A new paper published in Nature outlines how a research team used new observations and models to study the powerful subsurface waves churning in the South China Sea.
The internal gravity waves that generate from the Luzon Strait gain momentum as they head west and can travel thousands of kilometers before breaking. These internal waves affect a variety of oceanic activities including how and where sediments and pollutants are transported and mixed in the oceans as well as the supply of nutrients for plants undergoing photosynthesis.
The data collected by the research team is expected to help scientists around the world better understand how these internal waves influence ocean circulation and mixing and hence affect climate.
The paper is entitled, “The formation and fate of internal waves in the Soouth China Sea.”
Karan Venayagamoorthy, a professor of civil and environmental engineering at Colorado State University, was a member of the research team and helped collect wave and turbulence data in the South China Sea. He also is an author on the paper.
We sat down with Venayagamoorthy and asked him some questions:
How did you get involved in the project? What was your role?
This project called the Internal Waves in Straits Experiment (IWISE) was an Office of Naval Research Directed Research Initiative (ONR-DRI) project that comprised of a large team of investigators from the USA and Taiwan. I am a principal investigator on ONR projects for the last six years working on understanding internal waves and turbulent mixing in oceanic flows.
I was invited by a colleague at the Woods Hole Oceanographic Institution (WHOI) to participate in the scientific cruises that were conducted in the South China Sea.
I went on a three-week long research expedition to the Luzon Passage in South China Sea during summer of 2011. The team I was involved focused on turbulence measurements using vertical microstructure profiles.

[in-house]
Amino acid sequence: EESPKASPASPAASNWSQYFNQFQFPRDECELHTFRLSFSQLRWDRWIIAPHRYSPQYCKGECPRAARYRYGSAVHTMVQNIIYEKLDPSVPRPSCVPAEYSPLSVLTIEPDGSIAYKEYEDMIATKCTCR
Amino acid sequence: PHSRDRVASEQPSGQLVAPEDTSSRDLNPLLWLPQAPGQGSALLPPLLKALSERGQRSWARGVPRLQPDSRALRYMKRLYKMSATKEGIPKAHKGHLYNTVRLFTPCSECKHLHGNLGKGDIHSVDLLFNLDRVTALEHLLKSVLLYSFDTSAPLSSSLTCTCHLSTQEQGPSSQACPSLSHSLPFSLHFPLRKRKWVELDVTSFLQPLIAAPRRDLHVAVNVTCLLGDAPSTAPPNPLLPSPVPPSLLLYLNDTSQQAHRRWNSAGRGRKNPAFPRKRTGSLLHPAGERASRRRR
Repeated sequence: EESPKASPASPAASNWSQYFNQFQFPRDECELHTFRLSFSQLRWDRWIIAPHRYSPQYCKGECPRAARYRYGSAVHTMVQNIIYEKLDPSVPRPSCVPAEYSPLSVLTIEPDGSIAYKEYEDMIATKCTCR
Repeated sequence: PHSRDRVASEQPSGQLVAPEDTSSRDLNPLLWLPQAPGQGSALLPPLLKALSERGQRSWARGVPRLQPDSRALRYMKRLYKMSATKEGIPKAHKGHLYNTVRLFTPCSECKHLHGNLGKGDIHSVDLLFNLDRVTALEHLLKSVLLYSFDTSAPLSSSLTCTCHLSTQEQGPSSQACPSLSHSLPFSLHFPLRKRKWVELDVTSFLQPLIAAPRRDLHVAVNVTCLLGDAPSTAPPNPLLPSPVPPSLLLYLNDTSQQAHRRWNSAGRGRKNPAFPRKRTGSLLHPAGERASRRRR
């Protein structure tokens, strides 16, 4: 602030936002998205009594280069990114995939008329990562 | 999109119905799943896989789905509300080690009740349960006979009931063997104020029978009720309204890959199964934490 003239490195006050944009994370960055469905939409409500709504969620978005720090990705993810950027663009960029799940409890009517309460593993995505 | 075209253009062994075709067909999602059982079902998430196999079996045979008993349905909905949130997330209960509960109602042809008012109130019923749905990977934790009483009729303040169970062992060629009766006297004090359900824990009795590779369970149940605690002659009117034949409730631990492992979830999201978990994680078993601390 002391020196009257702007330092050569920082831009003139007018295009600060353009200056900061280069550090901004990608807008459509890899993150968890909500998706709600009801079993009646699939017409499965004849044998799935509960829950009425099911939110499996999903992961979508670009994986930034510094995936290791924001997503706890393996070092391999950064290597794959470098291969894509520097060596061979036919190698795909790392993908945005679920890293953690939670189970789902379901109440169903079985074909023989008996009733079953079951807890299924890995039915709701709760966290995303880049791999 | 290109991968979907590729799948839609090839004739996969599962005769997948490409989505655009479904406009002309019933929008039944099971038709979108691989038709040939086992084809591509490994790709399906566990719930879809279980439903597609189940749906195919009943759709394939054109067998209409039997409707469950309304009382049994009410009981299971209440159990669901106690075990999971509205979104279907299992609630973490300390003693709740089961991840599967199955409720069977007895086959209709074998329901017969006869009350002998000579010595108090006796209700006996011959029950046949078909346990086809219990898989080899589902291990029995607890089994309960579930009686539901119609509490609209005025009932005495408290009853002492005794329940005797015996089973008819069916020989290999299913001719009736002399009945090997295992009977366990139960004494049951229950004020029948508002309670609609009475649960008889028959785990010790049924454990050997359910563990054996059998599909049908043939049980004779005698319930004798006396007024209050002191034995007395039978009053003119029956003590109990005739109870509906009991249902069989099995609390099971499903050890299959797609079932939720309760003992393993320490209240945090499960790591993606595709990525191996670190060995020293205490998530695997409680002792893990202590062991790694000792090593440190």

How did you take measurements? When did you take them?
As mentioned above, we collected turbulence measurements – specifically the dissipation rate of turbulent kinetic energy usaing a Vertical Microstructure Profiler (VMP). We also took conductivy and temperature measurements with depth in the Luzon Strait using a CTD profiler. The CTD measurements can be used to infer the density of the water column.
We took these measurements around the clock over a period of about three weeks to capture the variations observed over spring-neap tidal cycle.
We worked in two 12-hour shifts.
How does this project fit in with your body of research?
The IWISE project focused on the South China Sea, a location where the world’s most energetic internal waves that are generated at the Luzon Strait propagate west. Gathering data at such energetic sites are critical for developing appropriate turbulence parameterizations for quantifying the mixing associated with such large internal wave motions.
Our body of research at the Environmental Fluid Mechanics Laboratory (EFML) at CSU primarily focuses on understanding and modeling of turbulent flows in the natural environment (e.g. oceans, rivers, estuaries and the atmosphere).
As such, involvement in this project was a great opportunity for my students and me to collaborate with such a large and diverse team of scientists to analyze the turbulence and wave measurements in the South China Sea.
What do you think is the most important finding from the project?
The most important finding I think is how this study has allowed for a cradle-to-grave description of these large internal waves on a basin scale which will enable the development of improved models for representing their effects in numerical climate predictions.
Did anything surprise you about the findings?
It was just phenomenal to observe how dramatic these waves indeed are. The study showed that the convective instabilities that lead to wave breaking are of the order of 200 meter high with depth-integrated turbulent dissipation levels approaching 20 Wm-2, a value that exceeds open ocean values by three to four orders of magnitude!
Why is this project important? How do you think the findings will be used going forward?
Projects such as IWISE are really only possible through multi-investigator, multi-institutional collaborations that are strongly supported by federal agencies such as the Office of Naval Research!
This project and several other ONR projects (both past, ongoing and future) provide scientists with the opportunity to develop rigorous observational programs to make measurements that are critical for a deeper understanding of the complex processes that occur in the Earth’s hydrosphere and atmosphere.
The findings from this project will certainly support the improvement of representation of energetic nonlinear internal wave effects in global circulation as well climate prediction models. There are still more challenges as outlined in the paper before we can fully comprehend such complex phenomena!